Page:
The lack of comprehensive food composition databases for sugar contents in Japanese foods has led to the lack of nutritional epidemiologic studies on sugar intake in Japanese population. This cross-sectional study aimed to investigate the association of free sugar intake estimated using a newly developed food composition database with the characteristics and lifestyles of Japanese children aged 3–6 years.
The food composition database contained information on sugars in 2222 commonly consumed Japanese foods. Total sugar content in each food was determined using a seven-step method including a stepwise strategy in data gathering(Reference Rand, Pennington and Murphy1). Free and added sugar contents were assigned using a published stepwise method(Reference Louie, Moshtaghian and Boylan2). Using this database, we estimated the sugar (total, added, and free sugars) intakes derived from a 3-day weighed dietary record conducted in 2015 among 166 boys and 166 girls aged 3–6 years living in 24 of 47 prefectures in Japan.
The mean free sugar intake was 26·8 g/d (standard deviation (SD), 12·3 g/d), while the mean % of energy intake from free sugar was 7·8 % (SD, 3·2 %). The prevalence of excessive free sugar intake (⩾10 % of energy intake) was 21·7 %. Among the characteristics and lifestyles examined, screen time was most strongly associated with the prevalence of excessive free sugar intake: multivariate adjusted odds ratios (95 % confidence intervals) for screen time <0·5, ⩾0·5 to <1, and ⩾1 h/d were 1·0 (reference), 3·81 (1·04, 13·98), and 4·36 (1·16, 16·35), respectively. Additionally, younger age, shorter sleep, and mothers with office work and service and sales jobs (compared with those with professional and managerial jobs) were significantly associated with a higher prevalence of excessive free sugar intake.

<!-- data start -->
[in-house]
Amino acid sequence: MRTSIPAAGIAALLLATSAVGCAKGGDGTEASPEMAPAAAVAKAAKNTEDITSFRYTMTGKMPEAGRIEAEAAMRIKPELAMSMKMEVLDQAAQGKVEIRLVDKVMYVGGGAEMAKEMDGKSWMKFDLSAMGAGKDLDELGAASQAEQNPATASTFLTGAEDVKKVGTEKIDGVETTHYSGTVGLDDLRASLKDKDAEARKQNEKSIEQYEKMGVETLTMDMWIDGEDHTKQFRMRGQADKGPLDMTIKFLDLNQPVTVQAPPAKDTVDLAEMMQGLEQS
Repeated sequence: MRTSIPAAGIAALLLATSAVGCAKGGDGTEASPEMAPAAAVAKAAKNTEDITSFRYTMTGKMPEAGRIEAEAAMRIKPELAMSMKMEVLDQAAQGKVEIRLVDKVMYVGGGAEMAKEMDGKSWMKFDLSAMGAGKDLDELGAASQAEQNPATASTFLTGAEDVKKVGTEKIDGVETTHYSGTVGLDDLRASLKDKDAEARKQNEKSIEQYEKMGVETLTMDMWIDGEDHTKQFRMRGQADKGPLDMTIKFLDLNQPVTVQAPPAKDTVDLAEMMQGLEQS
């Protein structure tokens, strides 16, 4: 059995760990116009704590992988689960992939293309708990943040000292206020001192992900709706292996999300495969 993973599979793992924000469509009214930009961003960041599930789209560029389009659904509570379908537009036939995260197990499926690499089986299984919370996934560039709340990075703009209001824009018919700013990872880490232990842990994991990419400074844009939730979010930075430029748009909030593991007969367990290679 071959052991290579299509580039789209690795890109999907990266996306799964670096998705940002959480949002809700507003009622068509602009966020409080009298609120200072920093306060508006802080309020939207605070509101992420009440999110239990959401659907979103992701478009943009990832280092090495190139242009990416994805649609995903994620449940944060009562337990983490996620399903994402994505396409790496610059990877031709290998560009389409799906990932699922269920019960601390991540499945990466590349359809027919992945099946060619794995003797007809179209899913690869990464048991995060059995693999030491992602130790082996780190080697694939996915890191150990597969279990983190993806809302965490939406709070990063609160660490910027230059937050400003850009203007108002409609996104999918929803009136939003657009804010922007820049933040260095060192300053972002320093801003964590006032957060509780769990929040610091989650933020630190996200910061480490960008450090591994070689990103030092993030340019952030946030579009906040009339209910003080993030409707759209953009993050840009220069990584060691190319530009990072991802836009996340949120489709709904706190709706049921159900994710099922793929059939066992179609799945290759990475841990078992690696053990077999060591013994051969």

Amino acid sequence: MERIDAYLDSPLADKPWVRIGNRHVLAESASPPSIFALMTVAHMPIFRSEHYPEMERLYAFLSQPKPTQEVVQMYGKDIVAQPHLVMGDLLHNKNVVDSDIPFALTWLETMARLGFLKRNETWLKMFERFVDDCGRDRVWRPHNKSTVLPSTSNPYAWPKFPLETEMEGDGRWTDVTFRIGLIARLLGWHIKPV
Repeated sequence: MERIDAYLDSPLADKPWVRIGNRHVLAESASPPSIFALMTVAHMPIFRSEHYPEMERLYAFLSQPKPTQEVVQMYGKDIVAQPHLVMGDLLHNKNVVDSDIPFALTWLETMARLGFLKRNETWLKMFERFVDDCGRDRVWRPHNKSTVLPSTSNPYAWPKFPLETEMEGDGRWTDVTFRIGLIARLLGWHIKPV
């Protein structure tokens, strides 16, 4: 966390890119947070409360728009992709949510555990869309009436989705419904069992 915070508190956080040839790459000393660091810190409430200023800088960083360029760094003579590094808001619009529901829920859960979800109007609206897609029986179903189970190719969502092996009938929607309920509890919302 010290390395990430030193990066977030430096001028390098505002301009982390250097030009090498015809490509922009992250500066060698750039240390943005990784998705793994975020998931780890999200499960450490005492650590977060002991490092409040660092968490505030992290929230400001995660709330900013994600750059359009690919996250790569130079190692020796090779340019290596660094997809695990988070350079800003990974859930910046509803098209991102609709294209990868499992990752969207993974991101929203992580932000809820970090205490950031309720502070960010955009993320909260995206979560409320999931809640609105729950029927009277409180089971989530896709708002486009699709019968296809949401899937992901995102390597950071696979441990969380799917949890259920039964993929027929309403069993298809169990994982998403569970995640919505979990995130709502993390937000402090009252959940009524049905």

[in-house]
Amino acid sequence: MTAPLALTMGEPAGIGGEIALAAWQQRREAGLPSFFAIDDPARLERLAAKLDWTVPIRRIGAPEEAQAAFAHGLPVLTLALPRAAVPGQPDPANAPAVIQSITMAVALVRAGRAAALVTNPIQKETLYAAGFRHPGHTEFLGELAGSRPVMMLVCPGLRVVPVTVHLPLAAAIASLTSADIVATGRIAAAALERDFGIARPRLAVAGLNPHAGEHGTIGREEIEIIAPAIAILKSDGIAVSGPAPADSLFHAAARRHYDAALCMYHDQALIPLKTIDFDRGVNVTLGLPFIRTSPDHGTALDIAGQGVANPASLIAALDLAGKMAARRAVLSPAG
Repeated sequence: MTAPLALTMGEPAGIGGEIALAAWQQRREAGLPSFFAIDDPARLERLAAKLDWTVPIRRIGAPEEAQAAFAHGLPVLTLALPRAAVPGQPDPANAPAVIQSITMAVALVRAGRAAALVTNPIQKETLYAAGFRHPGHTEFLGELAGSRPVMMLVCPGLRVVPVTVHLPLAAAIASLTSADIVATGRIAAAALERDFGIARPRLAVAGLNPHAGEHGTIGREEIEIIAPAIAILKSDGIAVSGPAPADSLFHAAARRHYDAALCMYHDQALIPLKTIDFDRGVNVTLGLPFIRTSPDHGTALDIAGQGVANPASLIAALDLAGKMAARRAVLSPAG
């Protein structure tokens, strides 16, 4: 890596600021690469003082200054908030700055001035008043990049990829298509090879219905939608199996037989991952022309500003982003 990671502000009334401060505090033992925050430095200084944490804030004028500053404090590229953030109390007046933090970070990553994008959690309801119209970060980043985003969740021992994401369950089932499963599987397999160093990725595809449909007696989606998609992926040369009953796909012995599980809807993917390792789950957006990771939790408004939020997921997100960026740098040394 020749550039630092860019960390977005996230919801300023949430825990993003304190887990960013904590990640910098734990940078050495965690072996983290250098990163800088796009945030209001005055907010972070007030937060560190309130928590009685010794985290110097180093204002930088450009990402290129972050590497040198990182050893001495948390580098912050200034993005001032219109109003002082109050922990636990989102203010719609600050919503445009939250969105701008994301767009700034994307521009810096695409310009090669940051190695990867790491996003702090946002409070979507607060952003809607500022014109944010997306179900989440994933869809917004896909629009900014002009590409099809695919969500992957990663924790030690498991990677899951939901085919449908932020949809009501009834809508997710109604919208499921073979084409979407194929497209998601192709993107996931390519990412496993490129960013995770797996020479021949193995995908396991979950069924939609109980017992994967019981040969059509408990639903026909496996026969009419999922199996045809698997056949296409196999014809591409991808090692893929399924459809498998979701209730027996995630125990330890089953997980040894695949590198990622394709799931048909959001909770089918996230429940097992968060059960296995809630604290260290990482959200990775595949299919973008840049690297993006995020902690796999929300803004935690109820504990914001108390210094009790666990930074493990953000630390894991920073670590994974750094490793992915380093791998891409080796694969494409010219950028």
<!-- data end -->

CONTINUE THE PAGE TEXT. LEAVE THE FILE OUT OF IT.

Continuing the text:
In conclusion, this study showed the sugar intakes and the prevalence of excessive free sugar intake of Japanese children aged 3–6 years and identified several lifestyles and characteristics associated with excessive sugar intake. Although the mean free sugar intake and the prevalence of excessive intake in this Japanese population were lower than those in the UK (14·7 % of energy and 82 %)(Reference Gibson, Francis and Newens3) and Australia (13·2 % of energy and 70·8 %)(Reference Lei, Rangan and Flood4), the prevalence of excessive free sugar intake was relatively high (21·7 %). The next step is to clarify the association of free sugar intake with nutrient intake and health status in Japanese children.